A gender oasis
For months, I’ve been attending a journalism course where all my classmates think –or thought– I was a cisgender boy. I’ve known the teacher for a couple of years –he used to teach at my school– so he knows I’m trans, but no one else figured it out. I used to think they might, but since then I’ve learned that most people in my context will see me as a guy. I could say that I “pass” well, but I know that in other places I might be perceived differently; so I won’t take any credit.
That class was my safe haven; the one place where I was treated unconditionally as a boy. Until very recently, only my closest friends managed to use my preferred name and pronouns, and on my insecure days I doubt that they really see me as a guy (well, I know they can’t, but it only matters on insecure days). With my journalism mates, I knew that my masculinity wouldn’t be constantly in question. If I didn’t bind too tightly, no one would think “ah, her –his– breasts are showing”; they wouldn’t even be aware of my chest. If I didn’t act super-macho, they wouldn’t attribute it to my female past. Having that space to look forward to, every week, helped keep me sane.
I might say that I was/am “stealth” there, but I didn’t feel like I was lying. Although I always got along well with my classmates, we’ve never spoken much about our personal lives. I didn’t have any reasons to come out as trans, and I did have a very good reason not to: my maleness would begin to be questioned, and I didn’t know if it would hold up to their scrutiny. Some people, after learning I’m trans, suddenly start using all the wrong pronouns; after all, for a heteronormative mind, it’s very easy to see me as a female/girl. I did not want to lose my gender oasis.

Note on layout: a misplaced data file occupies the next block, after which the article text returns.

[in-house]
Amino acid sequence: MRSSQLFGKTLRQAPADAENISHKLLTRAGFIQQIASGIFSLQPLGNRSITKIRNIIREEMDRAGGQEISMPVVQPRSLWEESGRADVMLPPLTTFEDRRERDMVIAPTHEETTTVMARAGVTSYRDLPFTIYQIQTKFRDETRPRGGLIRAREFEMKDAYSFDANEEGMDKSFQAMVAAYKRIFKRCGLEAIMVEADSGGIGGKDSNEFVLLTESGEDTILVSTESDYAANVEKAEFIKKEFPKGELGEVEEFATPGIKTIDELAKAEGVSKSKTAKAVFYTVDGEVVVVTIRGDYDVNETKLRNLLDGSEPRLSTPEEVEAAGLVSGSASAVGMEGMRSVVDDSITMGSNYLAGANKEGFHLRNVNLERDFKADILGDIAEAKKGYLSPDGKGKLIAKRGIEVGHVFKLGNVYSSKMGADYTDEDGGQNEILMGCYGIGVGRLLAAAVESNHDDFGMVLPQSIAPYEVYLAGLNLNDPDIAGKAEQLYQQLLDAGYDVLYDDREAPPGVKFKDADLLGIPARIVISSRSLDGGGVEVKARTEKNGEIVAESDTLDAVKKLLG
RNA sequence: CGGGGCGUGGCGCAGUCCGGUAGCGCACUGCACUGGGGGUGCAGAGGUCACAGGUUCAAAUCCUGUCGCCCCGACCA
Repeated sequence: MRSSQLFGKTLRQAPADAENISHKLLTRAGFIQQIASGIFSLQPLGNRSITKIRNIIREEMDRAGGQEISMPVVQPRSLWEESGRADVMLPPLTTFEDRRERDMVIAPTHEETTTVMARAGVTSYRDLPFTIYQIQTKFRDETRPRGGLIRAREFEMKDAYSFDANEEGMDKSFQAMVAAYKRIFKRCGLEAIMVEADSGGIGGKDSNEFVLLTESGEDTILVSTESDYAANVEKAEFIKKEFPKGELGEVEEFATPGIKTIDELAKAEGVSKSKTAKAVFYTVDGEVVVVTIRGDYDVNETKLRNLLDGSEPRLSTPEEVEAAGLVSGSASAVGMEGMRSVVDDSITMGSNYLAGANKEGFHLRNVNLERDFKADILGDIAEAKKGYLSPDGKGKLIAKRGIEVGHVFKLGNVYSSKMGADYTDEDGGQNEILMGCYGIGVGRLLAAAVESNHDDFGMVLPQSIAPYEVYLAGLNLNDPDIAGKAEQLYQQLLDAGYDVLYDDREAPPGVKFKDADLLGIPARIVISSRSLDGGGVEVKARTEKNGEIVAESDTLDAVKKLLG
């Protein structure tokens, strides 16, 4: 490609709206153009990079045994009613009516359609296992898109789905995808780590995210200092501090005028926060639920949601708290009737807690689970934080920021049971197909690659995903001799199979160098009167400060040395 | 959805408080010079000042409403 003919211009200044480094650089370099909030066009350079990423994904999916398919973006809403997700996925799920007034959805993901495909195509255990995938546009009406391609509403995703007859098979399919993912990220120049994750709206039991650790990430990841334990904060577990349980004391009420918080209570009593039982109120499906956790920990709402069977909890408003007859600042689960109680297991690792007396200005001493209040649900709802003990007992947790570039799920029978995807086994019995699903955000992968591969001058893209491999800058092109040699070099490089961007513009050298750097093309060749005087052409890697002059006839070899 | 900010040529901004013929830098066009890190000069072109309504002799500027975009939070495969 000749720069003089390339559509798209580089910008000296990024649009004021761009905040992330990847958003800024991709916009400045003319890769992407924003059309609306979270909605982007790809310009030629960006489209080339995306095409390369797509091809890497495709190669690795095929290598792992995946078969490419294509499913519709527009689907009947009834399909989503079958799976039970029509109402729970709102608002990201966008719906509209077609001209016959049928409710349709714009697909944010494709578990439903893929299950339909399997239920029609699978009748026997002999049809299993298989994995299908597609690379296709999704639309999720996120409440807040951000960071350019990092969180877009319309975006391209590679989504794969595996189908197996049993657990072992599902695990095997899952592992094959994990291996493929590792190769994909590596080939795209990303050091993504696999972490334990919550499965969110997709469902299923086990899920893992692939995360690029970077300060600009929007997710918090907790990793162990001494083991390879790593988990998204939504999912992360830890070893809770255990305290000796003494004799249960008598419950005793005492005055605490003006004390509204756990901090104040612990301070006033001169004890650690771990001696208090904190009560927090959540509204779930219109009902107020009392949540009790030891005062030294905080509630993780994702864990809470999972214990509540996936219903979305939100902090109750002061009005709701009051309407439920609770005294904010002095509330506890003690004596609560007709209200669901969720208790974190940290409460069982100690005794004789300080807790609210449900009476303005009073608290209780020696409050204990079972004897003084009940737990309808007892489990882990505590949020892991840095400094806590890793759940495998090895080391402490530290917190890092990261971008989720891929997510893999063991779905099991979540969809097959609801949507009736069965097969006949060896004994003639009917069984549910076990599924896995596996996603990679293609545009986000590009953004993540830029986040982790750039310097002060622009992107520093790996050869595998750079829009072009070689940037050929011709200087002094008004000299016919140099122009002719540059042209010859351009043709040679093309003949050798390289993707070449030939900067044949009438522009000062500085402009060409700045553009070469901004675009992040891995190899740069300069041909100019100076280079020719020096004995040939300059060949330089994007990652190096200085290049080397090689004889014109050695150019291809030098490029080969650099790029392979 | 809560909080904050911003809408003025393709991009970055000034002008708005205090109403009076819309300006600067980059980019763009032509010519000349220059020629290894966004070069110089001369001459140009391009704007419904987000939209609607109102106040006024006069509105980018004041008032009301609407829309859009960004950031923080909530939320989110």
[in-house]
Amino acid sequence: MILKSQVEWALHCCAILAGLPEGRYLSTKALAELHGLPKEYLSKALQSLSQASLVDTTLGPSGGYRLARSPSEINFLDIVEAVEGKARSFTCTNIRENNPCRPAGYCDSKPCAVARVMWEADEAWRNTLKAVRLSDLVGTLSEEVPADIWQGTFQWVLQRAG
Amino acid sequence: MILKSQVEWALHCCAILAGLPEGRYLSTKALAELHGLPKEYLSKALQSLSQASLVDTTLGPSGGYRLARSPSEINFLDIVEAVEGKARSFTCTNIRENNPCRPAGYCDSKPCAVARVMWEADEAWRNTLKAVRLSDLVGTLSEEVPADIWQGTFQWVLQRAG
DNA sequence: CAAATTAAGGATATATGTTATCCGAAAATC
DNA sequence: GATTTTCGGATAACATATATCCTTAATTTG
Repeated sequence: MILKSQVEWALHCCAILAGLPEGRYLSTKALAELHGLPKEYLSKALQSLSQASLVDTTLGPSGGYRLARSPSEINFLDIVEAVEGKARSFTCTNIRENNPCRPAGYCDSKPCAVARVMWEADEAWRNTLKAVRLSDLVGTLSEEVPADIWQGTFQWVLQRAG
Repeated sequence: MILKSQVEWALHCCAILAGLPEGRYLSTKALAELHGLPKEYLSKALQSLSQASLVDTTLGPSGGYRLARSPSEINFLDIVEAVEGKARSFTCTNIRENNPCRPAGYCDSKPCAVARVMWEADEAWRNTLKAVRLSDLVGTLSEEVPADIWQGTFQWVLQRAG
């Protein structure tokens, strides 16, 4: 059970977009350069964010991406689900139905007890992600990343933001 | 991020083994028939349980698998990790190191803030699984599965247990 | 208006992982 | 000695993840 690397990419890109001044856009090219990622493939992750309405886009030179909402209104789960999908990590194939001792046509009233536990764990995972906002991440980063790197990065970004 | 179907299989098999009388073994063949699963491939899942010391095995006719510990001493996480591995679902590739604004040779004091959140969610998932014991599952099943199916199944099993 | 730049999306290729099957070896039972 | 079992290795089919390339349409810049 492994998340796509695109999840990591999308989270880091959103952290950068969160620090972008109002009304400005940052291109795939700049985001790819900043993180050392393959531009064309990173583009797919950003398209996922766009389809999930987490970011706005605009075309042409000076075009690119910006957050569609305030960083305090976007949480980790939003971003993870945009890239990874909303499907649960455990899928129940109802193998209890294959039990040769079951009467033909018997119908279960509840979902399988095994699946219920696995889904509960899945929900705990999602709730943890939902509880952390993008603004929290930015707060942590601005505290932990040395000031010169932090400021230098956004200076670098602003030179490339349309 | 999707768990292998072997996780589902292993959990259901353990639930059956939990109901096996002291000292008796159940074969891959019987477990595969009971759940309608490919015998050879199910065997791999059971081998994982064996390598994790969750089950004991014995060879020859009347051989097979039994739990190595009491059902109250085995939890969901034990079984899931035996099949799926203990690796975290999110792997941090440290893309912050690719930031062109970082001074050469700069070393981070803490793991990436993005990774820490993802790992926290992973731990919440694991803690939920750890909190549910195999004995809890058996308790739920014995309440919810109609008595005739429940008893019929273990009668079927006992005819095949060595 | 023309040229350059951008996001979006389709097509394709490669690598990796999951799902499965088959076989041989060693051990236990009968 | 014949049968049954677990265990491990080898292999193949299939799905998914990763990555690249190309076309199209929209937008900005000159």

This last class, the teacher invited a gay activist for us to interview (gotta love this teacher). The activist was really trans-positive, so afterwards, when we were walking together to the bus stop –him, a classmate, and I– I mentioned I was trans. My classmate was surprised and said I didn’t have to “hide” who I was — uh, sorry, I was being myself when I introduced myself as a guy. But all in all, she was cool about it. Also, she wasn’t sure whether I was a trans boy or a trans girl — I love it when I confuse people that way. (I might miss my androgyny a bit if I take T, although it’s worth it.)
Knowing this person, she’s probably going to tell some of our other classmates, which is fine. We only have a few lessons left before summer break, so I don’t have much to lose, and it’s a good chance to teach the other students a couple of things about trans people. First, that we aren’t always visible. Second, that we can be kinda nice people. A couple of kids made transphobic jokes at one point, so I hope I make them reconsider their view of trans folk — or at least, make them think twice before telling those jokes among people they think are cis. I’m not going to change the world, but I think tiny actions like this do help a little. I hope that, someday, I feel strong enough to do more.